Steve Rosenberg wonders what the proposed amendments to Russia's constitution mean for the future of Vladmir Putin and asks how voters in Magnitogorsk view their president.
The residents of an ordinary Moscow apartment block were recently tricked into showing what they really think of their president by a prankster who installed a massive portrait of Vladimir Putin in their lift. Some of the reactions were incredulous, some angry and a few unprintable ..and they had the whole country in stitches. Yet many Russians are confused rather than amused about proposed changes to their constitution. When President Putin dropped his bombshell announcement last month about rearranging Russia's power structure, some wondered if he was looking for a smooth exit or rather that he wanted to stay in charge of his country for life. Steve Rosenberg has been to Russia’s industrial heartland to canvass opinions.
Yesterday the left wing senator Bernie Sanders won the New Hampshire Democratic primary contest. He declared the night “the beginning of the end” of Donald Trump but it is just one stage in the race to unseat the President and win the White House in November. Away from the campaigning in Iowa and New Hampshire voters in New Jersey tend towards the centre ground of American politics. And they’re a savvy bunch in the Garden State. Sandra Kanthal says the best place to hear about the twists and turns of the 2020 US elections is over the countertop of the venerable diner in her home town.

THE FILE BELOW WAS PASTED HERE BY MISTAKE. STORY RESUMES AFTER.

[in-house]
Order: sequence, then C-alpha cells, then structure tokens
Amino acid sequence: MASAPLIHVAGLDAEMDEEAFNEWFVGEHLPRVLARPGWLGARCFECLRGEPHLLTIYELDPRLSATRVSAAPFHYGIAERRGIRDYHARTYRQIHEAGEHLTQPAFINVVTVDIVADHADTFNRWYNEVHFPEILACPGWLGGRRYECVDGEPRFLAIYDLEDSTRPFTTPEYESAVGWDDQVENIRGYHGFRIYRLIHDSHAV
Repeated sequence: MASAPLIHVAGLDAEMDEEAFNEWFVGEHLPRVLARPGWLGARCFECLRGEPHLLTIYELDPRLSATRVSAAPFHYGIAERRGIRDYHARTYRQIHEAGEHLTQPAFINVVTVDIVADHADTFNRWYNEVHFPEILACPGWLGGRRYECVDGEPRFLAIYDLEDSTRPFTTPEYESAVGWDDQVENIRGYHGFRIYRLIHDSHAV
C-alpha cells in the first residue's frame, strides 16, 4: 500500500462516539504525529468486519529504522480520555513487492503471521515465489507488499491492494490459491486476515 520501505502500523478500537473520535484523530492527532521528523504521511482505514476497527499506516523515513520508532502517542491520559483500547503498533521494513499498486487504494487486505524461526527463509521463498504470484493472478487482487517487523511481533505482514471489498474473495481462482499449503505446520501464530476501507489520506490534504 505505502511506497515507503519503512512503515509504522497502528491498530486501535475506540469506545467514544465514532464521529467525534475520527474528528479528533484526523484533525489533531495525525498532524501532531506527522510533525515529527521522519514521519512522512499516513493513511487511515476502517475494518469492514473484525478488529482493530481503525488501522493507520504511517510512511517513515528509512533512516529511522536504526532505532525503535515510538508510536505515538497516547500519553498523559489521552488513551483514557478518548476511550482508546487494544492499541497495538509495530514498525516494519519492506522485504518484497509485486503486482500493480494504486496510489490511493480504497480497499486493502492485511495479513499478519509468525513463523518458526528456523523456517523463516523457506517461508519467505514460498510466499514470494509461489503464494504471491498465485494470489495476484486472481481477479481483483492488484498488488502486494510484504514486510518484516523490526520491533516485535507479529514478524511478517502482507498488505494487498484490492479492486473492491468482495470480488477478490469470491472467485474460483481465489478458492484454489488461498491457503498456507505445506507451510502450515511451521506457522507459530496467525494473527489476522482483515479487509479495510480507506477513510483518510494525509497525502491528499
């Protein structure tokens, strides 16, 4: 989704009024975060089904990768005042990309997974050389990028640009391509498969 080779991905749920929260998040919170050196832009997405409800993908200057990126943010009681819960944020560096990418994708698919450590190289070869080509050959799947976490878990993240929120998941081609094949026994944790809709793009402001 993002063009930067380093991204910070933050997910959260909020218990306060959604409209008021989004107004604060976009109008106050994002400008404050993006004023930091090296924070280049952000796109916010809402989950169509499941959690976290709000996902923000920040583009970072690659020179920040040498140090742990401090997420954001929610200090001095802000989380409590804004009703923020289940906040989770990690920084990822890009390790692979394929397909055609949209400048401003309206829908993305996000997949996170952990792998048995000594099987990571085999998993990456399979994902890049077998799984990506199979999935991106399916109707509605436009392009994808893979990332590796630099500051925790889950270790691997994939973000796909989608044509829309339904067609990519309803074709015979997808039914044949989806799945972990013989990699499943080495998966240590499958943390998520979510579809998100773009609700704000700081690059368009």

This week China’s handling of the coronavirus outbreak has drawn comparisons with the way in which the Soviet authorities handled the Chernobyl disaster of 1986. Had the USSR sounded the alarm sooner, the global ramifications of the accident would perhaps not have been so severe. When Li Wenliang, a doctor in Wuhan first tried to warn of the outbreak of the coronavirus in December, he was investigated by police and accused of scaremongering. Now he has been killed by the virus which has been declared a global health emergency. Many foreigners have left China on specially chartered flights but Andy Bostock has stayed behind in Suzhou, a city near Shanghai.
Mali may have a reputation for armed Islamic extremists, bombs, kidnapping and violence between Fulani herdsmen and sedentary farmers. But the country is also known for its photographers and one of Africa's largest photography festivals, Bamako Encounters, which is held in the capital every two years. Now celebrating its 25th birthday, the festival is at a turning point says Fleur Macdonald with work shown not only in museums and galleries but also in people's homes.
Life in Ladakh, a region administered by India in the Western Himalayas is often harsh. Remote villages lack transport links communication and many other basic facilities. Getting an education has long been a challenge, especially if your parents are nomadic goat herders. But Andrew Eames has been to visit a boarding school determined to boost the life chances of its young Ladakhi pupils.